Will an app a day keep air pollution away?

Growing concerns over the air quality in metros such as Delhi and Mumbai have led to a surge in mobile apps that keep users updated on the latest pollution levels and health warnings.

In the past one year alone, at least five apps for iOS and Android platforms have been developed by a Pune-based research institute, a Paris-based start-up, a not-for-profit organisation, a personal assistant app and an air purifier firm for metros such as Delhi, Mumbai, Bangalore and Chennai.

Even though this sudden growth could indicate an increase in awareness about air pollution and its impact on health, experts are cautious. According to them, there is a need for a standard operating procedure that ensures the data provided is standardised and regulated and therefore credible. For instance, based on their individual air quality index, one app may issue a health warning to patients sensitive to air pollution, while another app’s warning may not be as severe.

“Several start-ups will develop such apps, which should be encouraged. But the information they provide could be an overestimation or an underestimation, leading to confusion,” said Vivek Chattopadhyay, deputy coordinator, air pollution unit, Centre for Science and Environment. Delhi.

“The government must therefore lay down guidelines, where these companies should be registered with the central pollution control board to access data that will be common to all. There should also be a medical panel to standardise health warnings,” he said.

It was in February 2015 that India got its first air quality mobile app — SAFAR Air (SAFAR stands for System of Air Quality and Weather Forecasting and Research) — developed by scientists at the Indian Institute of Tropical Meteorology (IITM), Pune, in collaboration with the India Meteorology Department (IMD) — both under the Union ministry of earth sciences — at 10 locations each, for Delhi and Pune, followed by Mumbai in June.

In addition to location-specific air quality index (AQI) for the day, along with a three-day forecast, the app also issues health warnings based on pollution levels. At present, around 50,000 users have downloaded the SAFAR Air app that is accredited by US Environment Protection Agency.

While information provided by the SAFAR Air app is based on real time air quality monitoring stations, the developers of air quality apps such as Plume Air Report, Helpchat and BlueAir Friends said they source information on pollution levels from government authorities such as the Central Pollution Control Board (CPCB) and scientific research networks to give out the Air Quality Index.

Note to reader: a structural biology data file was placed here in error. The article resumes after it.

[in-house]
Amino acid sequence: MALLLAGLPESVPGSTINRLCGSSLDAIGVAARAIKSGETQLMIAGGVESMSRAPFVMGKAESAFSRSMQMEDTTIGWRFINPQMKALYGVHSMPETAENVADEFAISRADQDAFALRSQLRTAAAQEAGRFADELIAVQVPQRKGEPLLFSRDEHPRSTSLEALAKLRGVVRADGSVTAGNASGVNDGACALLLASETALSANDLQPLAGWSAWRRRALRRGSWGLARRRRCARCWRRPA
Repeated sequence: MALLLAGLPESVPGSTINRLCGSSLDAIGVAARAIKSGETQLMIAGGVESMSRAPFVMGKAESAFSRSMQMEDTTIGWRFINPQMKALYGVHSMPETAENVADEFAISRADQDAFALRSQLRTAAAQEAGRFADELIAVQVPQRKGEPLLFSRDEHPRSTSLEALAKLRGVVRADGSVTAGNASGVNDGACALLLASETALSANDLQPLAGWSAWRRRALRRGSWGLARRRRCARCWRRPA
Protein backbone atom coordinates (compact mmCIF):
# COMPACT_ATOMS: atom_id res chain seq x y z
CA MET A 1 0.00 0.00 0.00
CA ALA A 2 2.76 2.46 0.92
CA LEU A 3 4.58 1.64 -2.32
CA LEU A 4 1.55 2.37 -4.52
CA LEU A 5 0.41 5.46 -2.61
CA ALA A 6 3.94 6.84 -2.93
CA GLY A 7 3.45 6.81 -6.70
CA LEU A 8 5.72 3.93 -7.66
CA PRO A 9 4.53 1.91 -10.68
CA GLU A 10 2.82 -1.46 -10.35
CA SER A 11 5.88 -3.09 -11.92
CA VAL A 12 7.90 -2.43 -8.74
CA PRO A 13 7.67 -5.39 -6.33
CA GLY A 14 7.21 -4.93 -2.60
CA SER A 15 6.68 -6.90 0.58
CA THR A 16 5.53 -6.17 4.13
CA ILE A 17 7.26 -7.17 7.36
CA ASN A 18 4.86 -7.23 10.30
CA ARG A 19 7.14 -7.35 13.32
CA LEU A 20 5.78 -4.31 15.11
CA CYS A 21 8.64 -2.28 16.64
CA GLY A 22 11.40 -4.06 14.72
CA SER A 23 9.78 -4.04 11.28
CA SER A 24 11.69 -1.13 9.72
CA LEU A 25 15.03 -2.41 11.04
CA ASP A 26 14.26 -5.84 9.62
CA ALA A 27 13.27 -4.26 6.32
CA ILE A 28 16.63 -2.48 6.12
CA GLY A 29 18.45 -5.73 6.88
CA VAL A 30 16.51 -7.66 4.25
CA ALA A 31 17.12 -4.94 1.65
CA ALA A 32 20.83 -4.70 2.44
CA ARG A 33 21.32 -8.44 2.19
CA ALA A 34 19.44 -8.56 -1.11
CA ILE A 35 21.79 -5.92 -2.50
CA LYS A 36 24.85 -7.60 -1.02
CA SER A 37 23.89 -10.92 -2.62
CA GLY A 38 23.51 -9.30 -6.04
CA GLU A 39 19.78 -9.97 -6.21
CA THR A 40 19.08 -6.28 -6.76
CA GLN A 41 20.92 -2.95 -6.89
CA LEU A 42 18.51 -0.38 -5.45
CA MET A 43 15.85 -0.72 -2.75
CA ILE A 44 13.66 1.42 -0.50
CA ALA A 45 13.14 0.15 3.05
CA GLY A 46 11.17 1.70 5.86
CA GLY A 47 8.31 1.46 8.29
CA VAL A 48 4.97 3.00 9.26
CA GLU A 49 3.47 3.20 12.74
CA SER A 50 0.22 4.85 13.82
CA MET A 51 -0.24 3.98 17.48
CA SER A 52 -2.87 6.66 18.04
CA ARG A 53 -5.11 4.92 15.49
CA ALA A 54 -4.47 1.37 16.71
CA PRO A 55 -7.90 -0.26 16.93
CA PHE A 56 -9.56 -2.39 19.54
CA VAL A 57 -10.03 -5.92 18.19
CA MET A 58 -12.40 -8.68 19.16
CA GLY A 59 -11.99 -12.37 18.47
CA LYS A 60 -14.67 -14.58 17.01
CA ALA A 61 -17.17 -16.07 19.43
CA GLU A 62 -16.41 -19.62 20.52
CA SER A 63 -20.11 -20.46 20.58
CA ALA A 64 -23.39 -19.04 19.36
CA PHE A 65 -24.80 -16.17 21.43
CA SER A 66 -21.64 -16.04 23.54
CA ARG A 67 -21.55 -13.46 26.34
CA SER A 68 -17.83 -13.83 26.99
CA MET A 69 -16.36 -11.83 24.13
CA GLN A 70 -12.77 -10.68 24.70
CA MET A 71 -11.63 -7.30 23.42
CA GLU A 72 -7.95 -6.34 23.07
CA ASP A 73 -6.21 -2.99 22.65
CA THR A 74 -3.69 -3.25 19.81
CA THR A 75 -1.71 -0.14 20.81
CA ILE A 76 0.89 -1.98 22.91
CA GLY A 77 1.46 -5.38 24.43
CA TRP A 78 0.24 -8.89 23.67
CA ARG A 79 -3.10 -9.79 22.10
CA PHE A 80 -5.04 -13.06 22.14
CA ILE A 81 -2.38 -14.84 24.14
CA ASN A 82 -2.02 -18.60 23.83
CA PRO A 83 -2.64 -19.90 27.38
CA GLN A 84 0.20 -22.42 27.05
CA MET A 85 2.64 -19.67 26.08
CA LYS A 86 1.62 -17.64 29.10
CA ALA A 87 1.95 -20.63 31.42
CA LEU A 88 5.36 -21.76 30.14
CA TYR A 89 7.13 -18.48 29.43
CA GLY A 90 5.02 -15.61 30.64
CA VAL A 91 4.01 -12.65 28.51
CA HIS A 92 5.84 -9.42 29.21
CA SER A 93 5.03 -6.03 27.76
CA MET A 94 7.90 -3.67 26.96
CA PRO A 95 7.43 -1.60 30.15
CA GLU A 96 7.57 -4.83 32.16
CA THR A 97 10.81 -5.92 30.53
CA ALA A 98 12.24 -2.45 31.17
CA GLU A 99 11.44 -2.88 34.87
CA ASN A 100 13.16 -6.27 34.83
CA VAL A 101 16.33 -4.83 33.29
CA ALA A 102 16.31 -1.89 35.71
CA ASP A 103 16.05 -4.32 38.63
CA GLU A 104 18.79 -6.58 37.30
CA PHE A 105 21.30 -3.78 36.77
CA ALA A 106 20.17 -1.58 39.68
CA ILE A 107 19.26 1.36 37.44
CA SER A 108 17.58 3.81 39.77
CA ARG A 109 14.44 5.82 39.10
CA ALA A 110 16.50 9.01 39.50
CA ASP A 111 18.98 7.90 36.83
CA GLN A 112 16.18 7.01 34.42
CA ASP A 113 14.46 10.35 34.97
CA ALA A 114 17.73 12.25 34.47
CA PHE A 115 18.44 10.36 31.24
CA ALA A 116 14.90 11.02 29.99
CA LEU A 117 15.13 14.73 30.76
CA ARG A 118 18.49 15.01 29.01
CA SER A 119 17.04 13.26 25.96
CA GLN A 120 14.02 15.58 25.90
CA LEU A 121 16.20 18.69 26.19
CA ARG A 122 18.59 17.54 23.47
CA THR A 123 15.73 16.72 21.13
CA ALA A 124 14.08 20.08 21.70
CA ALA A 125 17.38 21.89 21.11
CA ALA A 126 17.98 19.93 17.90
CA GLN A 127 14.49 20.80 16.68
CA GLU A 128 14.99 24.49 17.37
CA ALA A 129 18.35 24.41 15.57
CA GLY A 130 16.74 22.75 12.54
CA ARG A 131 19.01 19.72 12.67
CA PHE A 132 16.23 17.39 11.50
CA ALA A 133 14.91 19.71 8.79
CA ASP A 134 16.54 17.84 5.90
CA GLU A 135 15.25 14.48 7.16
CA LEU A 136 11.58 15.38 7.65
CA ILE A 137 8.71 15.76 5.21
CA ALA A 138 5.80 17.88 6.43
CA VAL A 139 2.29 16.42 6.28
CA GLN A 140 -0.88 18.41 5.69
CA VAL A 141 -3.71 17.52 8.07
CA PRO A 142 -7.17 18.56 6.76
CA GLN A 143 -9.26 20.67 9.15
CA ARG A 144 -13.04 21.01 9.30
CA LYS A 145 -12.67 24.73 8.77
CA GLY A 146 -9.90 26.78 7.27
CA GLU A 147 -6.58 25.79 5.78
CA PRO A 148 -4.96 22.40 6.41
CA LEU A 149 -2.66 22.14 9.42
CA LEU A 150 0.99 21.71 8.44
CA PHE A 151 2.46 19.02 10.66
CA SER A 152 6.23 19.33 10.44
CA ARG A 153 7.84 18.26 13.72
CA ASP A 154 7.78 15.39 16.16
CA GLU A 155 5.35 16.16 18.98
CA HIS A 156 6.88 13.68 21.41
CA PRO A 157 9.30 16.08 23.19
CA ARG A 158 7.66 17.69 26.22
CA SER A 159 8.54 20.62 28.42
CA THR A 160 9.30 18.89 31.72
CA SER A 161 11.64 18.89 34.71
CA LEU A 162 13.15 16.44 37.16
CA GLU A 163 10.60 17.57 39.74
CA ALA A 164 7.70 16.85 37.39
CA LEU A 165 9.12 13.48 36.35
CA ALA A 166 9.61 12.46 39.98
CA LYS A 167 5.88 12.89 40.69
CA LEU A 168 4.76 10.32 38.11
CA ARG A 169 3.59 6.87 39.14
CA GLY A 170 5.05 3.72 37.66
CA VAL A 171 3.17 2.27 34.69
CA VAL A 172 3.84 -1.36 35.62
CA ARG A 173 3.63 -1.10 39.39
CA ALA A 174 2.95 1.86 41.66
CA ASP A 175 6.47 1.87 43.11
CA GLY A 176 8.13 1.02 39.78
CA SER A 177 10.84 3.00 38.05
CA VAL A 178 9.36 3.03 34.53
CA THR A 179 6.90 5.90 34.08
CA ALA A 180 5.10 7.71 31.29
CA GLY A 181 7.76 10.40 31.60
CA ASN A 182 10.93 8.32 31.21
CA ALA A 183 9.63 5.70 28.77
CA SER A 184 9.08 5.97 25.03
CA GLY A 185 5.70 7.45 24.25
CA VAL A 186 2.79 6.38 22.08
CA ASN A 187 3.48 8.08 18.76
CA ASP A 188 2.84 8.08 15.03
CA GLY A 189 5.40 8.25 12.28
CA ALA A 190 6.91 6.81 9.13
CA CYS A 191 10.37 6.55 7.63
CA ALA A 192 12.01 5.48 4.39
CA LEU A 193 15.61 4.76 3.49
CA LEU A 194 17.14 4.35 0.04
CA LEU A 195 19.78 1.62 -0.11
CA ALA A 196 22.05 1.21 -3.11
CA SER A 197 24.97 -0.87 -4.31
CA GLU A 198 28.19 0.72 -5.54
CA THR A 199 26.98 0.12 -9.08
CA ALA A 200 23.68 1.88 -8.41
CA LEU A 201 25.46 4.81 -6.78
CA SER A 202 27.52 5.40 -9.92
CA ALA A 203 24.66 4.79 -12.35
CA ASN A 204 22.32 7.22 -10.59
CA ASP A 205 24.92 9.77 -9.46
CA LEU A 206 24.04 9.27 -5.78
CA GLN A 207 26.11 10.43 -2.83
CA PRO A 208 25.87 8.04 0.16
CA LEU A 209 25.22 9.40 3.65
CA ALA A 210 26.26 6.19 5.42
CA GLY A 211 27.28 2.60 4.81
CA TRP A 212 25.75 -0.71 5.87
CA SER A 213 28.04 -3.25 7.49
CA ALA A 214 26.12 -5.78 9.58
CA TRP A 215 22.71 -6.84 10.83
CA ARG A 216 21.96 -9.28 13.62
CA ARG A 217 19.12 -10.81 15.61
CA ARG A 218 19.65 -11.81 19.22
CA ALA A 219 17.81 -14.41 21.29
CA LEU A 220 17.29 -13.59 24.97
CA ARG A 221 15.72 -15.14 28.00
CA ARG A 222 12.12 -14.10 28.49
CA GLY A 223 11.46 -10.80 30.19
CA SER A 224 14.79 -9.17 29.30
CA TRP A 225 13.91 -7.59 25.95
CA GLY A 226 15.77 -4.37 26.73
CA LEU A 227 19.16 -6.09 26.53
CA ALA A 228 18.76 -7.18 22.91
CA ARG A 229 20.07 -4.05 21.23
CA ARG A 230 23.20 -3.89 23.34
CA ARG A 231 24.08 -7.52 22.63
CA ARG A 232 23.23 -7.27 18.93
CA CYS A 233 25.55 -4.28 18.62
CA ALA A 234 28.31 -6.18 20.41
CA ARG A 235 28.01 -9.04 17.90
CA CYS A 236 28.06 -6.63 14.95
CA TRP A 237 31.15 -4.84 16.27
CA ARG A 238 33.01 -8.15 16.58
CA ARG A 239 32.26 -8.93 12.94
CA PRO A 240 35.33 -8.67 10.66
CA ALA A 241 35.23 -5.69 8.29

“An application can be developed by anyone. But its authenticity, quality and credibility is important as well a basic requirement,” said Gufran Beig, IITM scientist and SAFAR project director. “Today, there is a tremendous increase in awareness and discussions on air quality. But one needs to be careful in disseminating information so as to not mislead citizens.”

It was mid last year that Plume Labs, Paris, piloted the Plume Air Report app in Paris, which was later launched in the US and the UK. Even before the official launch of the app in India, Romain Lacombe, chief executive officer and founder Plume Labs, Paris, said around 10,000 Indians have downloaded it in cities such as Delhi, Mumbai and Bangalore.

“Air pollution is the leading cause of avoidable deaths worldwide,” said Lacombe said. “More than an environmental and health challenge, air pollution is an information issue. The more applications help consumers make sense of what they breathe, the better — and eventually individual empowerment will lead to collective action to clean the air we breathe.”

And while air purifier firm Blue Air launched its final version of the Blueair Friend on iOS and Android in December, Helpchat became the newest edition to the family of air quality apps early this month.

“Air pollution is one the biggest environmental issues, not just in India, but globally as well. Delhi and Mumbai are top two amongst the most polluted cities in India,” said Ankur Singla, founder and chief executive officer, Helpchat. “Our pollution meter is an initiative that alerts residents to the levels of their exposure to air pollution. This feature is a valuable resource for people susceptible to air pollution, as well as the elderly and children.”

“Helpchat collects data from CPCB and various other sources to bring granular level data like AQI at various locations and those to be avoided on daily basis. We use our own algorithm on top of the CPCB data to make it more user-friendly,” Singla said.

Source URL: The Hindustan Times